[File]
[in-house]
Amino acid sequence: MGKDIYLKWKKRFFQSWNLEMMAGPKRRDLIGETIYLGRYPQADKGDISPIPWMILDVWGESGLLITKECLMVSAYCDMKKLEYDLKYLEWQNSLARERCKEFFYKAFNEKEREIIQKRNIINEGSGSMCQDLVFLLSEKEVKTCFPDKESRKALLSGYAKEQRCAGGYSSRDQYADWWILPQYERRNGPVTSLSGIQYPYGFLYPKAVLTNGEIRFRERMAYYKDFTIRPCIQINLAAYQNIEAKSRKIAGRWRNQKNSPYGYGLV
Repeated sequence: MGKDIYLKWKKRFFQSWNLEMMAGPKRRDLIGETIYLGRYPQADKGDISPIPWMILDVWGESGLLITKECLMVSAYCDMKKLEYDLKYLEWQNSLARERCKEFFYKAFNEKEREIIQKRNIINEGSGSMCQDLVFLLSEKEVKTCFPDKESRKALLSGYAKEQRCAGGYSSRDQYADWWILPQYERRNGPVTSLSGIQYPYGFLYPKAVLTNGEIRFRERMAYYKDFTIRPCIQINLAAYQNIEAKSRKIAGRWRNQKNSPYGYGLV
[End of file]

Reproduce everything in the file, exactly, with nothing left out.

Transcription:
[in-house]
Amino acid sequence: MGKDIYLKWKKRFFQSWNLEMMAGPKRRDLIGETIYLGRYPQADKGDISPIPWMILDVWGESGLLITKECLMVSAYCDMKKLEYDLKYLEWQNSLARERCKEFFYKAFNEKEREIIQKRNIINEGSGSMCQDLVFLLSEKEVKTCFPDKESRKALLSGYAKEQRCAGGYSSRDQYADWWILPQYERRNGPVTSLSGIQYPYGFLYPKAVLTNGEIRFRERMAYYKDFTIRPCIQINLAAYQNIEAKSRKIAGRWRNQKNSPYGYGLV
Repeated sequence: MGKDIYLKWKKRFFQSWNLEMMAGPKRRDLIGETIYLGRYPQADKGDISPIPWMILDVWGESGLLITKECLMVSAYCDMKKLEYDLKYLEWQNSLARERCKEFFYKAFNEKEREIIQKRNIINEGSGSMCQDLVFLLSEKEVKTCFPDKESRKALLSGYAKEQRCAGGYSSRDQYADWWILPQYERRNGPVTSLSGIQYPYGFLYPKAVLTNGEIRFRERMAYYKDFTIRPCIQINLAAYQNIEAKSRKIAGRWRNQKNSPYGYGLV